I think it is comical to think of what must be the fringe elements in this scene, in the sense of the "Toddlers and Tiara" prostituting your children category. I can't imagine the sadness of an 11 year old trying to make it as a radio Disney artists and failing. The dark side, as it were. Knowing what I know about how the music industry, I'm guessing it's a very, very, very, very dark side. Best summed up by a mere citation to the career of Lou Pearlman.
Posted by catdirt at 8:46 AM
Tuesday, March 23, 2010
I love Slumberland records. Some notes on their discography.
No releases between 2003-2006. Two releases in 2007. 2008 releases included:
Cause Co Motion "I Lie Awake", The Pains of Being Pure at Heart "Everything With You," and Crystal Stilts "Alright of Night."
But seriously, when is the Black Tambourine reunion tour going to occur?
Posted by catdirt at 8:57 AM
Posted by catdirt at 8:15 AM
Monday, March 22, 2010
(BILLBOARD.COM TOP 200 CHART)
Do you want to know how many sound scanned records you need to sell to get in the Billboard Top 200? MMM.... about 2500-3000 records/cds. This week, the last spot on the top 200 was held down by my man Michael Buble. That record has been on the charts for 58 weeks, and got as high as 47. To give you an idea of the difference in volume, if you are holding down 50 on the billboard 200- that means you sold 10-15k of sound scanned albums in a week. To give you an idea of just how competitive the chart environment is (in a good way) here are some marker bands that should be familiar to readers.
Passion Pit is at 186 this week after 20 weeks on the chart and a high of 51. The new Pavement record debuted at 170. That's it's debut, and that is about 3,500 records more or less. Spoons newest album, Transference is at 150 after 8 weeks on the chart, but it had a high of 4. At four your're talking 25, 30, 40, 50 thousand records depending on the time of year. Joanna Newsom's "Have One on Me" is at 140. Muse's last record is at 85 after only three weeks, Pearl Jam 88, Phoenix 95, Vampire Weekend is at 42 after nine weeks on the chart. Black Rebel Motorcycle Club debuted at 58 (take that indie rock nerds!) Gorrilaz is at 2.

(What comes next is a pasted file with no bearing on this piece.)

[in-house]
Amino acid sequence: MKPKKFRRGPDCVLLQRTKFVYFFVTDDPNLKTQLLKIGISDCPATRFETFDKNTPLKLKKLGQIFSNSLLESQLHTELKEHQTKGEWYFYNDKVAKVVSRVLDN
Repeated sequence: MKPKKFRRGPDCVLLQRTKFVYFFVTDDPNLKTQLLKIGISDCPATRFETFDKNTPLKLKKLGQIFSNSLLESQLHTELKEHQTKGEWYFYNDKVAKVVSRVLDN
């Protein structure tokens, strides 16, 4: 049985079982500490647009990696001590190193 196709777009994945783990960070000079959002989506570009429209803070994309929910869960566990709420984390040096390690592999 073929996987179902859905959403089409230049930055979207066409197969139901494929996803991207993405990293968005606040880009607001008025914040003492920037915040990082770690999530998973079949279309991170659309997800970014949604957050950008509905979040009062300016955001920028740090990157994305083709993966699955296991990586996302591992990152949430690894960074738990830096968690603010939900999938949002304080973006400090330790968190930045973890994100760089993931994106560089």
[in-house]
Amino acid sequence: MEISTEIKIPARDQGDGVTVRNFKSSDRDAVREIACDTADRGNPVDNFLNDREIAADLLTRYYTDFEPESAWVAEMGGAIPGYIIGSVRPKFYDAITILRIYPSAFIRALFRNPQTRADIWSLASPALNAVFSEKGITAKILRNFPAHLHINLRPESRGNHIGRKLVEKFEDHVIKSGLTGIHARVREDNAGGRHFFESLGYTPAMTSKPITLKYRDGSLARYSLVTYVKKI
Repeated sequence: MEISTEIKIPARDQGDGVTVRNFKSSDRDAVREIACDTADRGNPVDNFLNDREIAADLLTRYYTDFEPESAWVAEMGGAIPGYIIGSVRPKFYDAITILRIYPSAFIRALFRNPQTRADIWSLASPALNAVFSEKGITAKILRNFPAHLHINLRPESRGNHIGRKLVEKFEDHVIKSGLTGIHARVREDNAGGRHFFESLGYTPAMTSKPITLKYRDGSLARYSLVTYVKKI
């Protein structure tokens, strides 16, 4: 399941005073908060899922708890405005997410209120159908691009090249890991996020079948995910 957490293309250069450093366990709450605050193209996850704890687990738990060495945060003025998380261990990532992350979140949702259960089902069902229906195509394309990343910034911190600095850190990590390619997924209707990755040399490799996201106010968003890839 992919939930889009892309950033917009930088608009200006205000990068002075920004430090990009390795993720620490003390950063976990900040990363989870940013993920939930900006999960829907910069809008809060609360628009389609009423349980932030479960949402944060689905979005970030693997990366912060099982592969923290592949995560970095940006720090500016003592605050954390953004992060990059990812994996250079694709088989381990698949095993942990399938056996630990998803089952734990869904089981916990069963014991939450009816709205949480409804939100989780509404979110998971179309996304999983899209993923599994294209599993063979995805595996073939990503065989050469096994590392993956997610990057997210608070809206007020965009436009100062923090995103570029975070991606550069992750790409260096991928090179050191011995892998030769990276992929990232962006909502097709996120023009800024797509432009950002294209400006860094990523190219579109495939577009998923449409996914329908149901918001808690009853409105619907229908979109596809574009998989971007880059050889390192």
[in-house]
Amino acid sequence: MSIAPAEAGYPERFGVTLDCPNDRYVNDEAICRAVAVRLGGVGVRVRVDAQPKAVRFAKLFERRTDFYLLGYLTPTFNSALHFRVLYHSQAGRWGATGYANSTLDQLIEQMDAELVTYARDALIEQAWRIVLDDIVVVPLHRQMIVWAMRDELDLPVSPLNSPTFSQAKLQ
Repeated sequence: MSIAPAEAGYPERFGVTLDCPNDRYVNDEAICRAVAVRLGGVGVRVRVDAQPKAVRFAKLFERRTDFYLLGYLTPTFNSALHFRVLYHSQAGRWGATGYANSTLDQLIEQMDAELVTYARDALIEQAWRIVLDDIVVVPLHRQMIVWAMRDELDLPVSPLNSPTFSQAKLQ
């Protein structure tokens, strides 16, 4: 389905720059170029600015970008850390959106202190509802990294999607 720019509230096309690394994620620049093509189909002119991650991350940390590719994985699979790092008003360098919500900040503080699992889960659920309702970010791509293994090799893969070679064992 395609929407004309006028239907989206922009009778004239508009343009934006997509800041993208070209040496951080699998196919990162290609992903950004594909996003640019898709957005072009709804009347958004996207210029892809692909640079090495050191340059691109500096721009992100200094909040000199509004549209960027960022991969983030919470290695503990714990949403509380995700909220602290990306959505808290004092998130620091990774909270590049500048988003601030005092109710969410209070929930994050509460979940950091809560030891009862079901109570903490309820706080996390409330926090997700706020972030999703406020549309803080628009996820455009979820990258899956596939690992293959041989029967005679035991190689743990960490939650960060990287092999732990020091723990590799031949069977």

Honestly, that's pretty decent representation in the Top 200 as far as I'm concerned. Indie acts can compete on the charts. But everyone of those artists gets stocked big time in the big box electronics retailers. Pearl Jam actually did a Target Ad, Phoenix is in Cadillac ads, Muse? Gorrilllaz? Gorillaz sounds like it was made for Best Buy.
Posted by catdirt at 1:20 PM
Too Much Information was the third single released from Duran Duran's 1993(!) Album, "Duran Duran" (or "Wedding Album.") The first thing that jumps out to the viewer is that this is "late period" Duran Duran, with them castigating MTV whilst performing in an expensive MTV style music video. In Too Much Information, we find Duran Duran both anticipating and completely missing the point of an artistic theme that continues to resonate today.
Is there anything more emblematic of the spoiled position of MTV era major label rock bands then the spectacle of a rock band using an expensive music video as a platform to denounce music video culture. Dire Straits is another good example in the "Money for Nothing" video. Neil Young- This Note's For You. That's another example.